The Calvin Cycle - HyperPhysics Concepts
In the photosynthesis takes place in a chloroplast of a thin-walled mesophyll cell and a 4-carbon acid is handed off to a thick-walled bundle sheath cell where the Calvin cycle occurs in a chloroplast of that second cell. This protects the Calvin cycle from the effects of .
Photosynthesis: Calvin Cycle - VidInfo
Carbon dioxide is captured in a cycle of reactions known as the Calvin cycle or the Calvin-Benson cycle after its discoverers. It is also known as just the C3 cycle. Those plants that utilize just the Calvin cycle for carbon fixation are known as . Carbon dioxide diffuses into the stroma of chloroplasts and combines with a five-carbon sugar, ribulose1,5-biphosphate (). The enzyme that catalyzes this reaction is referred to as , a large molecule that may be the most abundant organic molecule on the Earth. This catalyzed reaction produces a 6-carbon intermediate which decays almost immediately to form two molecules of the 3-carbon compound 3-phosphoglyceric acid (). The fact that this 3-carbon molecule is the first stable product of photosynthesis leads to the practice of calling this cycle the C3 cycle.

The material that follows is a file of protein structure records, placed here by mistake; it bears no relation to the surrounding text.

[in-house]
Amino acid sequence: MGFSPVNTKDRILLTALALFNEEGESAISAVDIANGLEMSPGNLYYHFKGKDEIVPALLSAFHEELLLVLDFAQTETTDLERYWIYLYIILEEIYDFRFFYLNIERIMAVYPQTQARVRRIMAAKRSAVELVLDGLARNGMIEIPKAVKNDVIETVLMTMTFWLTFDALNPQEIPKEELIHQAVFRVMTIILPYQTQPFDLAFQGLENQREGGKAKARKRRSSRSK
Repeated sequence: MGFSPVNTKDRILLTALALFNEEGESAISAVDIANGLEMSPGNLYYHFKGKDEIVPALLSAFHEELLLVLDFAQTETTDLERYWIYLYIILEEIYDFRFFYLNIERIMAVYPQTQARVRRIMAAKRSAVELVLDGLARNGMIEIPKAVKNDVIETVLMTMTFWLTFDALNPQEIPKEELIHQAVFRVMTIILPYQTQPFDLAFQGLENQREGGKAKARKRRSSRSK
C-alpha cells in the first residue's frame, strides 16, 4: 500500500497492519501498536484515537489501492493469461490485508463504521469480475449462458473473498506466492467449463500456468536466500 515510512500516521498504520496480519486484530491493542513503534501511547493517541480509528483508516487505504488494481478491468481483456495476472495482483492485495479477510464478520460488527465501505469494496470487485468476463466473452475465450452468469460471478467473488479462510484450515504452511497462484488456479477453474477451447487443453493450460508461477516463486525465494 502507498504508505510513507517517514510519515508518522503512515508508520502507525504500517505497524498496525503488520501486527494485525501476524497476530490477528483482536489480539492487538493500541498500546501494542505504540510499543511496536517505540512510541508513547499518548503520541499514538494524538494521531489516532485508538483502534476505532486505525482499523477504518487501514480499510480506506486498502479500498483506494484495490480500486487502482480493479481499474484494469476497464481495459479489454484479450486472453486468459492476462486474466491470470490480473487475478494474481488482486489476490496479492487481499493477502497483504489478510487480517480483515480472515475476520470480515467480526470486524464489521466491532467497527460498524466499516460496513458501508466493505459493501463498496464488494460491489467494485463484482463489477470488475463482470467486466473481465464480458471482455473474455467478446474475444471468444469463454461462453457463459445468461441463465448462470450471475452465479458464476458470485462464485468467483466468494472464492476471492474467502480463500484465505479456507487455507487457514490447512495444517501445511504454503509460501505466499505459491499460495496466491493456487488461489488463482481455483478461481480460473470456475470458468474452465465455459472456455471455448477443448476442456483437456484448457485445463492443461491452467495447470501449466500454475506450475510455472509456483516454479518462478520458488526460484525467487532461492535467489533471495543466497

Algae are a very diverse group of predominantly aquatic photosynthetic organisms that account for almost 50% of the photosynthesis that takes place on Earth. Algae have a wide range of antenna pigments to harvest light energy for photosynthesis giving different types of algae their characteristic colour. Early work done with algae contributed much to what is presently known about the carbon dioxide fixation pathway and the light harvesting reactions. The processes of photosynthesis in algae and higher plants are very similar. From among the three types of carbon dioxide‐concentrating mechanisms known in photosynthetic organisms, two types are found in different types of algae. Algae are proposed to play a role in the global carbon cycle by helping remove excess carbon dioxide from the environment. Recently, algae are recognized as a promising biodiesel source due to its efficient absorption and conversion of solar energy into chemical energy.